Command line

The command line is a place where you can do almost everything you can do with the windows. There are some basic commands that will make your life easier.

Platform specific resources

Linux and Mac are the most straightforward for the command line. You can always run Linux on any machine by running a virtual machine with Linux installed as the system. For information on how to do that see this page.


There really isn’t a command line in Windows (I know there is the command prompt but it really isn’t going to serve the same purpose for us). Some people use powershell and others install CygWin. I can’t suggest these as I have not used them, but if you find them helpful, please share. In general, you won’t need to do too much with the command line in windows. Instead, python is going to be run in its own separate window. Not being much of a Windows user, I will add more information here as questions (and answers) come up.


In Mac, the command line is mostly done through the Terminal which can be found in the Applications/Utilities/Terminal. If you open that, you can do all the commands that we list below. If there are more specific issues that cause problems, I will list more information here.


This is my preferred system. In Linux the command line is accessed via the Terminal. It should be relatively easy to find.

Here are some basics and following those commands you will find some other resources.

  • cd <directory>: change the current directory to the given directory
  • cd ~: change to be in the home directory
  • ls <directory>: list contents of directory
  • ls: list contents of the current directory

The above commands are used in this session with results:

smitty@blacklabsmith:~$ cd /home/smitty 
smitty@blacklabsmith:~$ ls 
bin Desktop Downloads lib Pictures var Video
smitty@blacklabsmith:~$ cd /
smitty@blacklabsmith:~$ ls
bin   cdrom  etc   initrd.img      lib ...
smitty@blacklabsmith:~$ cd /home/smitty 
smitty@blacklabsmith:~$ ls 
bin Desktop Downloads lib Pictures var Video
smitty@blacklabsmith:~$ cd /
smitty@blacklabsmith:~$ ls
bin   cdrom  etc   initrd.img      lib ...
File Manipulation

Here are some basic commands for copying, moving, and deleting files.

  • cp originalfile copiedfile: copy the original file to whatever you put as the “copiedfile”
  • mv originalfile movedfile: move the original file to the new location. This is less safe than copy but it does allow you to rename a file.
  • rm originalfile: delete the file. There is no trashcan, so when this is done, that is it. The file is not retrievable.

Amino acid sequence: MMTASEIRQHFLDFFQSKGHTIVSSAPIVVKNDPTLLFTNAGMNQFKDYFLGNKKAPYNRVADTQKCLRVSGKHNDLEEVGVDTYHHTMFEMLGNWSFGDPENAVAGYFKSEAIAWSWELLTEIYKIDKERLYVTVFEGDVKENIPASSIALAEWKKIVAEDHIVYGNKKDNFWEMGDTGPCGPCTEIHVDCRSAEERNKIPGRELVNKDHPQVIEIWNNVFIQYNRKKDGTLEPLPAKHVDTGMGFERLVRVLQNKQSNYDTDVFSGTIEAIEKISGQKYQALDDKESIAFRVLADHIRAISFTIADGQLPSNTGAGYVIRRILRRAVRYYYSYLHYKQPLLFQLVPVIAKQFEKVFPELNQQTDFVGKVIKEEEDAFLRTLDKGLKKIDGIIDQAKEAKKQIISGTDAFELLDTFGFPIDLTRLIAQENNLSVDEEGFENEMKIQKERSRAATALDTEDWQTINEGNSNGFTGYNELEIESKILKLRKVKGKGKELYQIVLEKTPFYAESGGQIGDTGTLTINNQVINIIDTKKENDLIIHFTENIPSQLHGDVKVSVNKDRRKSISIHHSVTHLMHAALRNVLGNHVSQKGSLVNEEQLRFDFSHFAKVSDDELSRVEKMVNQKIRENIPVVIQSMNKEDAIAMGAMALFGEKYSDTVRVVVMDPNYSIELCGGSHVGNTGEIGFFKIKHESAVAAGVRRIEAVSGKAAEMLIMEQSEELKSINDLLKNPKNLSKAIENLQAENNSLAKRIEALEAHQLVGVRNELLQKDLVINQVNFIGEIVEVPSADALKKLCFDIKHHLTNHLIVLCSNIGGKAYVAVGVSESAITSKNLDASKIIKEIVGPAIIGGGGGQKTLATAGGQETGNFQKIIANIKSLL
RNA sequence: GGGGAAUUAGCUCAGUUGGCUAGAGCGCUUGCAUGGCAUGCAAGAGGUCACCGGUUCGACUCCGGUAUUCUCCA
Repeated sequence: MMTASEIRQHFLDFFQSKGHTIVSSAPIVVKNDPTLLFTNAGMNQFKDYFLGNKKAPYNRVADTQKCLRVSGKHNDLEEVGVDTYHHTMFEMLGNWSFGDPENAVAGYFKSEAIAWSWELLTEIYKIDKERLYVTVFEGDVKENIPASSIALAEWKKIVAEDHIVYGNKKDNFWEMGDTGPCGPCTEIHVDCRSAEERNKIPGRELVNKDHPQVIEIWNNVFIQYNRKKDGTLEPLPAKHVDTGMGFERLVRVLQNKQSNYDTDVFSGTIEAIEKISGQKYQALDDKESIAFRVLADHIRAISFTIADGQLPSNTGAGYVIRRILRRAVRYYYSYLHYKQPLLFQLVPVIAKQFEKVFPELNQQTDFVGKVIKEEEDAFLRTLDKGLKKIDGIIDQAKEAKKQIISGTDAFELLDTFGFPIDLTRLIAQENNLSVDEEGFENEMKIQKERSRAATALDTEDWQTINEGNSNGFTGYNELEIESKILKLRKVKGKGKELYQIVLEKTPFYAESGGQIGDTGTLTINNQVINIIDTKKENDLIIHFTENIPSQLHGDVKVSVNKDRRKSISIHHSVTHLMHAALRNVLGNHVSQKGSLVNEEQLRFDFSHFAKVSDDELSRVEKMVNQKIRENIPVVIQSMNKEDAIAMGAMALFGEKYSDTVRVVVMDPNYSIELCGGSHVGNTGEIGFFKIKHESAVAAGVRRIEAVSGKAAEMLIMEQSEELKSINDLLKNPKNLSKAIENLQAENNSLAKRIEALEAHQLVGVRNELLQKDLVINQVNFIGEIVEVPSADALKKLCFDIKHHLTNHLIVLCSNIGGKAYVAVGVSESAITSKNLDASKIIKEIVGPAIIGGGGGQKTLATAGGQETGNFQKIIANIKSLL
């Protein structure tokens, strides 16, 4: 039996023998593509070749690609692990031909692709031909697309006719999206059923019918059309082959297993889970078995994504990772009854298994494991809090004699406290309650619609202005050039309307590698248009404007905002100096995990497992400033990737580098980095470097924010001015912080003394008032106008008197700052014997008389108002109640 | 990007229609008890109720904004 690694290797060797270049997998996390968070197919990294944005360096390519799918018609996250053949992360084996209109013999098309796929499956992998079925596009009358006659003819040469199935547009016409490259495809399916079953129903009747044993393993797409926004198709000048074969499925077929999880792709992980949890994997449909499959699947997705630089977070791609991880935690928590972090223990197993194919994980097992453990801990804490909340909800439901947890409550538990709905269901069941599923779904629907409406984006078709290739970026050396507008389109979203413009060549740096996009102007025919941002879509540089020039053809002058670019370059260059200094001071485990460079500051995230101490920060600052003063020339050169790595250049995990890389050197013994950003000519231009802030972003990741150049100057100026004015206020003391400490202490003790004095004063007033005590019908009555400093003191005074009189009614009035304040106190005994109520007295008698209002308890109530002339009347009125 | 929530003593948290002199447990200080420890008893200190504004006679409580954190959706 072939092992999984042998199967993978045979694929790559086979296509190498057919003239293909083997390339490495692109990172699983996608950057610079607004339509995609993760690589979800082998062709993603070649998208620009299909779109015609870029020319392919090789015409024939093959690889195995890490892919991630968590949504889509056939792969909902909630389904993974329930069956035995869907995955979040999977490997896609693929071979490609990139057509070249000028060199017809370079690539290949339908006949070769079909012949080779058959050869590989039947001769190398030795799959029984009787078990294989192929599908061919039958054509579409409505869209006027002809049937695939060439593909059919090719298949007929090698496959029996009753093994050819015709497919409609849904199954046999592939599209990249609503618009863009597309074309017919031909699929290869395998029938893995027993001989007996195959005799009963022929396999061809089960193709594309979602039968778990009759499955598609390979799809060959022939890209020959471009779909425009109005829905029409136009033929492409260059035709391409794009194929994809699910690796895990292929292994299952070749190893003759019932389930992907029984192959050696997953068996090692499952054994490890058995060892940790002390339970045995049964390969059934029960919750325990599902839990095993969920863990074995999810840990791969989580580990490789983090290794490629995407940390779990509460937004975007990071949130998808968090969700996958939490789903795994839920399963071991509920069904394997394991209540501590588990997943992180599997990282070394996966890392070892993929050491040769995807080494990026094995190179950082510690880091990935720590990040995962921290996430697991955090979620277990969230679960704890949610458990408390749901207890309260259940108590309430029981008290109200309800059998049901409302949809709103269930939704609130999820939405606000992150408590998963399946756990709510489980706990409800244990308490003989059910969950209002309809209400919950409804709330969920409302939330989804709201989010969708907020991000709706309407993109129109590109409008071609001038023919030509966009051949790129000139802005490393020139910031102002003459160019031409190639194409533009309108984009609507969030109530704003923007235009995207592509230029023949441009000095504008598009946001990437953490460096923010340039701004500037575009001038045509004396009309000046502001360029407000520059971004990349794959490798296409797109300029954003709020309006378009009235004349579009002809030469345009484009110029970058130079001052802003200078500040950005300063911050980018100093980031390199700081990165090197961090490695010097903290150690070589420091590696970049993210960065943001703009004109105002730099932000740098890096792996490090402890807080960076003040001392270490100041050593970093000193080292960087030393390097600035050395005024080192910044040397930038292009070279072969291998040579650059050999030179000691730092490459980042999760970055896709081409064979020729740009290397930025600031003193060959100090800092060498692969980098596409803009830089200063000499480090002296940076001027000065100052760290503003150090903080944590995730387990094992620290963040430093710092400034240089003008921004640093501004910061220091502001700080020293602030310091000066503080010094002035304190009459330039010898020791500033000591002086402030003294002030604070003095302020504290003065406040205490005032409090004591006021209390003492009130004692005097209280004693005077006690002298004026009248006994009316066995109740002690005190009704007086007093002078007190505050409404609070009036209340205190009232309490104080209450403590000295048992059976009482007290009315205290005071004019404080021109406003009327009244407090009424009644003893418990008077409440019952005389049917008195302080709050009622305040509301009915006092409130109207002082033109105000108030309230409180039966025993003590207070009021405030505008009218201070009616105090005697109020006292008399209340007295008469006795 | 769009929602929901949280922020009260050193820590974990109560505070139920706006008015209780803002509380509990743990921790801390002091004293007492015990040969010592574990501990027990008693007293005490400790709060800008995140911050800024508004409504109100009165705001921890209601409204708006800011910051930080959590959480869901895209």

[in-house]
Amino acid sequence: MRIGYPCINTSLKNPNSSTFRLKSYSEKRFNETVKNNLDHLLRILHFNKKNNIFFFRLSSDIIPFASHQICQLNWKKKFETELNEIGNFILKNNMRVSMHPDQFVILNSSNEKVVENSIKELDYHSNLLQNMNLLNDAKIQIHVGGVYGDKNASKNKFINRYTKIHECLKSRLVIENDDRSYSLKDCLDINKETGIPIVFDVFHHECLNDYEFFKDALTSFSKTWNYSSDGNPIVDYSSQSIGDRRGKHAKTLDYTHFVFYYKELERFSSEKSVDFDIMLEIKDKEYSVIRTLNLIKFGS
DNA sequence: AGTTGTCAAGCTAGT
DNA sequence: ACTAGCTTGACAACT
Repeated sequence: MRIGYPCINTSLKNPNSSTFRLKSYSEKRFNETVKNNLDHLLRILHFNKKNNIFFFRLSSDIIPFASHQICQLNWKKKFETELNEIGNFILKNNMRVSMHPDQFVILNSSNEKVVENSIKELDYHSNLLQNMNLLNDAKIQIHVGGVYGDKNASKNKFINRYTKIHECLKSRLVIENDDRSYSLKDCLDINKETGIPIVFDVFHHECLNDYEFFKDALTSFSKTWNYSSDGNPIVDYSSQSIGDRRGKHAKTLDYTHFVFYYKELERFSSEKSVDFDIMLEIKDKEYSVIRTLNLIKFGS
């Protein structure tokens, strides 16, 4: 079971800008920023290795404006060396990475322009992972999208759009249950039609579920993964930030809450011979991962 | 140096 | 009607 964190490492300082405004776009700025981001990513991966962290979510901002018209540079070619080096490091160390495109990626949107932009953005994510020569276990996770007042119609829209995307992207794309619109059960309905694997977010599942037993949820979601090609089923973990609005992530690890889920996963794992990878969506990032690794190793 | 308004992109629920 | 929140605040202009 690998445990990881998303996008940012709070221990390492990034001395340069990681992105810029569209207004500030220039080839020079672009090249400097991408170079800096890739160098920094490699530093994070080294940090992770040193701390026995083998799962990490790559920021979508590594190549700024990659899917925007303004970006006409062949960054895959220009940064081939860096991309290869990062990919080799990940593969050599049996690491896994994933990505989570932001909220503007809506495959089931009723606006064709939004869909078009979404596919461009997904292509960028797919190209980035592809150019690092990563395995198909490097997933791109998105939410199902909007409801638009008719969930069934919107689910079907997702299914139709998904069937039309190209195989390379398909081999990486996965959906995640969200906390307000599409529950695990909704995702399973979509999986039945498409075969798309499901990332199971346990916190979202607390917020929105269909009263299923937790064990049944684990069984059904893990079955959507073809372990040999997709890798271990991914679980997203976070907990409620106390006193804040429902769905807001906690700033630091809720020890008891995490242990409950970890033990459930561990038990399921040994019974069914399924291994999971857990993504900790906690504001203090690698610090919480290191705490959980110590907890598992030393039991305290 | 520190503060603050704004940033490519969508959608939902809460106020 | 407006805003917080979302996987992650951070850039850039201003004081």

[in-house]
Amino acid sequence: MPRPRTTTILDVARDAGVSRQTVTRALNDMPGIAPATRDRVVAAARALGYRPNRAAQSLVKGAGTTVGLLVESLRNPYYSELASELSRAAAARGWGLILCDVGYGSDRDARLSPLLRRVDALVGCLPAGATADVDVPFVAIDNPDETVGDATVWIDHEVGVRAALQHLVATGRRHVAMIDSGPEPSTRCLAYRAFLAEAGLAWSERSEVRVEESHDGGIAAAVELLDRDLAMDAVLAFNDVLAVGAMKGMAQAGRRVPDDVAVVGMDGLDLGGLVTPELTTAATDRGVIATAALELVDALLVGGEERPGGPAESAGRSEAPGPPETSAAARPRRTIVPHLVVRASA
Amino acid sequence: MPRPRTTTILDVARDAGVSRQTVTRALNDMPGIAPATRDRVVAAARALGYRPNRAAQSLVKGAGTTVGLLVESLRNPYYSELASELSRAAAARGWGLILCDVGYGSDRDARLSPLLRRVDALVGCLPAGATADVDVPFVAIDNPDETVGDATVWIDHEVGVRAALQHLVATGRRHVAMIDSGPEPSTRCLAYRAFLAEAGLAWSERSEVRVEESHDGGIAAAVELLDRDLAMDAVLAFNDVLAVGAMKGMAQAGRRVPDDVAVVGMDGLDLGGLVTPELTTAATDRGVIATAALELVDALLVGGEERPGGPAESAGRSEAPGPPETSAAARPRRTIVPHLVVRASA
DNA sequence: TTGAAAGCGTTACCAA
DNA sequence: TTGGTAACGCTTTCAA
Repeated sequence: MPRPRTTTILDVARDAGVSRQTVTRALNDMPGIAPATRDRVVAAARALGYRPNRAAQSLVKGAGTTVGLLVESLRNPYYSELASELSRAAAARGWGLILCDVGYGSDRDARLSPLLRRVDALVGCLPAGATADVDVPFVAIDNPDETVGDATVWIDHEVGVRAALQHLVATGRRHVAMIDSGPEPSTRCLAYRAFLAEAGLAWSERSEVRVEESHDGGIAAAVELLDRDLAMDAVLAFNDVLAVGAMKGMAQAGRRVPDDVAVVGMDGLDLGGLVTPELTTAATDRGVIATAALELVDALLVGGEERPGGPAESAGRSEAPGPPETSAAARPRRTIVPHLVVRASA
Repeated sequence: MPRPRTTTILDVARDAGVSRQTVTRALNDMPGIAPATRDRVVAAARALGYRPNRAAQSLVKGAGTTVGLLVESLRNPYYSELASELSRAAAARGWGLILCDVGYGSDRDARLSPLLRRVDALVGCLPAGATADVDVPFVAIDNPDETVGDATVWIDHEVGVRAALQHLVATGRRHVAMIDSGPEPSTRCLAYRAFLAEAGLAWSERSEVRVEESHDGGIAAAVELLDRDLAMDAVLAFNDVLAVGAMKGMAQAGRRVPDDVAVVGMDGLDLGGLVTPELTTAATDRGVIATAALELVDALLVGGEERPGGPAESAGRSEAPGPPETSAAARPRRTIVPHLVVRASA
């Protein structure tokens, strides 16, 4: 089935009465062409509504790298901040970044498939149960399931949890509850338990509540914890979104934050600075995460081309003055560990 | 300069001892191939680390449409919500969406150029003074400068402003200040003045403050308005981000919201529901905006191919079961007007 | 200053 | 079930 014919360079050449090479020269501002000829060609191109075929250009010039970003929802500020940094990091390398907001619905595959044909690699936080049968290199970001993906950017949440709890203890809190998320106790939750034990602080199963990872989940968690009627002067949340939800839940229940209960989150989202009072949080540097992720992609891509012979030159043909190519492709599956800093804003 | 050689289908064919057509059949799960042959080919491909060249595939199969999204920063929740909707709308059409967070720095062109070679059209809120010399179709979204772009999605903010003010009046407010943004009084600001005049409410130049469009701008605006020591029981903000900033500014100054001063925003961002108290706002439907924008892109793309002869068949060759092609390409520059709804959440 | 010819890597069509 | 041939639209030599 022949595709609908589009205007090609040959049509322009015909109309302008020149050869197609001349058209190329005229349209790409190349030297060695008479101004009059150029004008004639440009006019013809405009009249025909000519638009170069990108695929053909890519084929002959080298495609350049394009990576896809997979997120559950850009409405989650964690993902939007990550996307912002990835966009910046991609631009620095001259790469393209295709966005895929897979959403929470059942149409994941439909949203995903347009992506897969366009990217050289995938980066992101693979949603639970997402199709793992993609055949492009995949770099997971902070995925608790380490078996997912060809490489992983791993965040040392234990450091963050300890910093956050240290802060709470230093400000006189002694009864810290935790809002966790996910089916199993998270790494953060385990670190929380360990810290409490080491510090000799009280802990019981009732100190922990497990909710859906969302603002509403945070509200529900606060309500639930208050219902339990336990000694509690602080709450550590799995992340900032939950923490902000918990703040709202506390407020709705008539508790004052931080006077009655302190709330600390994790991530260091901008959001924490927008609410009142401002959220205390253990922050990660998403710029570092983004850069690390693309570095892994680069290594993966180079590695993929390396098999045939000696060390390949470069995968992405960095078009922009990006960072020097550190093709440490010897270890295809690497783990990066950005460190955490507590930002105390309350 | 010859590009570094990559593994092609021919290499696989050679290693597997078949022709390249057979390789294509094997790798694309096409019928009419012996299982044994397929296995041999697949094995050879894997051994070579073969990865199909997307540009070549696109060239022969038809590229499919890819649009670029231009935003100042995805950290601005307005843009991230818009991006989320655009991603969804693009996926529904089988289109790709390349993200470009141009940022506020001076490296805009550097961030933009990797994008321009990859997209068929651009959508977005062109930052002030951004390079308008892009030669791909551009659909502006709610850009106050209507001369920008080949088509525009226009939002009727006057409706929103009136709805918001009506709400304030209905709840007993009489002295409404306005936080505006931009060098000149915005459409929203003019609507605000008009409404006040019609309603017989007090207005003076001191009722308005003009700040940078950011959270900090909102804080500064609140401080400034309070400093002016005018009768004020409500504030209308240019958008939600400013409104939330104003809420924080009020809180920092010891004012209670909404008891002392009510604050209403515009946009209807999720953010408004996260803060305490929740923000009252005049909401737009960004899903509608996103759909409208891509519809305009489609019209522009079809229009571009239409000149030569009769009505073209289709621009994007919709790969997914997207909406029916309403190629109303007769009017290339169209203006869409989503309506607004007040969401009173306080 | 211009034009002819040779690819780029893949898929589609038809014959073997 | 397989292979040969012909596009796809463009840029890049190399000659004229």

Here are some commands for folders

  • mkdir foldername: this will create a directory with the name folder name
  • rm -r foldername: this will delete a directory with the foldername. You will notice that this is the same command as the remove file, but with the -r option. This -r stands for recursively.

There are some conveniences that you can employ. Say that you want to delete a lot of files. Say you want to delete all the files in a folder that have the .txt ending on the filename. To do that you would do rm *.txt. You can use the * wildcard for any of the commands except for things like making directories. Be careful with wildcards though.

Another convenience is tab completion. To see what I mean, if you go into the terminal and type cd and then before you hit enter, hit the tab key a few times. It will list the options, or the folders to which you can change into. You can start typing the name of one of the directories and hit tab again and it will show you the reduced options and if, given what you have typed, there are no more options, it will just complete the word for you.

There are many other shortcuts and tricks and if there are some that are particularly helpful, I can add them here.


There is a lot more information on other sites. This was the primary way for interaction with the computer for decades (and still is the primary interface for many programmers throughout the day) so you can imagine we aren’t even scratching the surface. Here are a few sites, but honestly any search will lead you to more information. (If you have other great links to suggest, just leave a comment)

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